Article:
Grading house GradeKC has put together this video showcasing some of their work for the movie, The House on Pine Street. It's a fascinating insight into the affect grading can have on the look of a film.
Director Jeffrey Zablotny has a good insight into the process.
"The ‘original picture quality’ that appears bland and tonally even—that’s not really representative of what’s captured by the camera; it’s just the most neutral possible picture to show all data available to the colourist. (It’s the equivalent of a RAW file.) There’s actually a tremendous amount of contrast and shape already built into that captured image by the cinematographer on set, and typically his or her intention is carried out and subtly enhanced by the colourist. It’s tempting to conclude that digital colour grading is the magic wand that truly brings the image to life, but it’s actually the last step of a long creative chain that begins before shooting even starts.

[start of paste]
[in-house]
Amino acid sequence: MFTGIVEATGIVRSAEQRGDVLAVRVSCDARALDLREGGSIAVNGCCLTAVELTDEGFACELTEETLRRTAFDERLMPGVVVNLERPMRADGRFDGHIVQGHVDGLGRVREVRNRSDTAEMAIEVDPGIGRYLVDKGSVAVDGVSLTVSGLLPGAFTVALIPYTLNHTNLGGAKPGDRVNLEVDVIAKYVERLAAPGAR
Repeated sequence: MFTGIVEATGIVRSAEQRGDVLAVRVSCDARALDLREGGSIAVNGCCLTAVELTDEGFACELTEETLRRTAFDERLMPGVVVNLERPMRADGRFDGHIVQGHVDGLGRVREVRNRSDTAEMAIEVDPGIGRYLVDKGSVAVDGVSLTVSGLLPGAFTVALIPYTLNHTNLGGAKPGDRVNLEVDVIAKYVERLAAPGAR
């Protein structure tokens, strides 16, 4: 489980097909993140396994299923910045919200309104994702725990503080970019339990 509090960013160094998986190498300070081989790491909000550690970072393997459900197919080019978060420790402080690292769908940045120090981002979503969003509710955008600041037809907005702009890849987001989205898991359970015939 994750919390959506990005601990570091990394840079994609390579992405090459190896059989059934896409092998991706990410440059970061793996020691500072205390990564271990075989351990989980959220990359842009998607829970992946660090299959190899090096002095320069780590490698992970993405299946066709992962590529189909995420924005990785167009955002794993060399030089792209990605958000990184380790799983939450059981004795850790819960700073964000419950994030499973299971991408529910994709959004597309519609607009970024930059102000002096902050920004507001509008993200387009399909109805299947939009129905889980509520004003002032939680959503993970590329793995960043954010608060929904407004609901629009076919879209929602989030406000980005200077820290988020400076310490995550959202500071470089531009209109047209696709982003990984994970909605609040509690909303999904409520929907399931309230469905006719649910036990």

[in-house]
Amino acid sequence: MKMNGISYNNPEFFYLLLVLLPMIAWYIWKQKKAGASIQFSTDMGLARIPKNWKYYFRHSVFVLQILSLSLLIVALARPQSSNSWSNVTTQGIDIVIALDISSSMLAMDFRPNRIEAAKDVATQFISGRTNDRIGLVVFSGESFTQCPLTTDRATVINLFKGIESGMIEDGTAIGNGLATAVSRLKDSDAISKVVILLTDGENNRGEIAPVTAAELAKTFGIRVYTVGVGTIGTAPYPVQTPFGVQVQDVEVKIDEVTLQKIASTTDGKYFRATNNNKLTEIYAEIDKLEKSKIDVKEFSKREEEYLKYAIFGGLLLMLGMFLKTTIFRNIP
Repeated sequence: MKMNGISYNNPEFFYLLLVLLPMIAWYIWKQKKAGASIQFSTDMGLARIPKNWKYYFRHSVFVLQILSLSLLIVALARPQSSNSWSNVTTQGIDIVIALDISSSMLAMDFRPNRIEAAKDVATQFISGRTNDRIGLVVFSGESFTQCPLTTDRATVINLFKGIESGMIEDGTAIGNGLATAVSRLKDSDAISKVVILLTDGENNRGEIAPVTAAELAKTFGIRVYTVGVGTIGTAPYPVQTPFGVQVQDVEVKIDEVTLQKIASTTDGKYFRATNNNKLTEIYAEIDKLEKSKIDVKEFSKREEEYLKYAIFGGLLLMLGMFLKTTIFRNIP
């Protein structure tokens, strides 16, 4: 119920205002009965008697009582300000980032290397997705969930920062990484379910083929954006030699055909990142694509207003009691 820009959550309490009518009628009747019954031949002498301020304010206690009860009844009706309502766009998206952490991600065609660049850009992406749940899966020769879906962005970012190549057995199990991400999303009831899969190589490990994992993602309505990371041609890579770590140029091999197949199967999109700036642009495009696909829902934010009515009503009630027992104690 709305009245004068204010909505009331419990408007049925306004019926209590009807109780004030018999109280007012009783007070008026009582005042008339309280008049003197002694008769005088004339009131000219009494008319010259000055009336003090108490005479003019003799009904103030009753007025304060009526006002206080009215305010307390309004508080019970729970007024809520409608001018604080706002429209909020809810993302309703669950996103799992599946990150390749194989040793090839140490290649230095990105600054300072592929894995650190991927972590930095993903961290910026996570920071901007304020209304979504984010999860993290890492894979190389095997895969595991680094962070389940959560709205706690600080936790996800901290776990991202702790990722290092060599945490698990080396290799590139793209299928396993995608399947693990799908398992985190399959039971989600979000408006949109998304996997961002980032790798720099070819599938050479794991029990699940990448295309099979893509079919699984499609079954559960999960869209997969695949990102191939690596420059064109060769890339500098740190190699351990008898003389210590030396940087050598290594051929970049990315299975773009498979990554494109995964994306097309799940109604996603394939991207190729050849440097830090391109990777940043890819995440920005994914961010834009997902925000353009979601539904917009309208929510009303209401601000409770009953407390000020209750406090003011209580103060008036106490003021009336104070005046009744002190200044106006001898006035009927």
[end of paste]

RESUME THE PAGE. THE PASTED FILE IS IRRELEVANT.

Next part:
The versions of the shots you’re seeing fly by aren’t finished potential iterations, but more like important milestones as the grade progresses —hopefully, the cinematographer’s intent is the always final one. There’s an initial pass or two for overall balance and temperature (often called primary colour correction), secondary passes for subtler tonal values (subtly making things greener, bluer, etc), and then final cosmetic passes for vignetting, and special details. This video chooses not to address the wonderful world of keying and windows, which allow extremely particular details of the image (just one face, or whites of the eyes, or perhaps a certain specific shade of red in a lamp somewhere) to be isolated and tracked. Incredible technology."
It's a great primer on the grading process, there's more before and after stuff over at GradeKC's website too.